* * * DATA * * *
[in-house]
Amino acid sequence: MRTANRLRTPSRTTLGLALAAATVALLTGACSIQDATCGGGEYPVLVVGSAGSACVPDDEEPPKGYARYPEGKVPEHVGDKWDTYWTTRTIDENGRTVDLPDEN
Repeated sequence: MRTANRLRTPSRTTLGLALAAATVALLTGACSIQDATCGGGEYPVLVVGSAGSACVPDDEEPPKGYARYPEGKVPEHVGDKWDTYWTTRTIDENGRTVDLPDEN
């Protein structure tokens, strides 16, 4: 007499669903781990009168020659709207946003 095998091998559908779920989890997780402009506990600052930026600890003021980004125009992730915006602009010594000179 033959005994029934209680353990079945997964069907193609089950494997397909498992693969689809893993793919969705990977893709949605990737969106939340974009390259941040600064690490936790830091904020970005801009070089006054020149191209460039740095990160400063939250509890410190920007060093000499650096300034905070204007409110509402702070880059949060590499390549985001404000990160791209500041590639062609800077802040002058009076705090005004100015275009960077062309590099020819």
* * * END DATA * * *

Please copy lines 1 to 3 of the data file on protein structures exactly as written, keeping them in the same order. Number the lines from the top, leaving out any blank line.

[in-house]
Amino acid sequence: MRTANRLRTPSRTTLGLALAAATVALLTGACSIQDATCGGGEYPVLVVGSAGSACVPDDEEPPKGYARYPEGKVPEHVGDKWDTYWTTRTIDENGRTVDLPDEN
Repeated sequence: MRTANRLRTPSRTTLGLALAAATVALLTGACSIQDATCGGGEYPVLVVGSAGSACVPDDEEPPKGYARYPEGKVPEHVGDKWDTYWTTRTIDENGRTVDLPDEN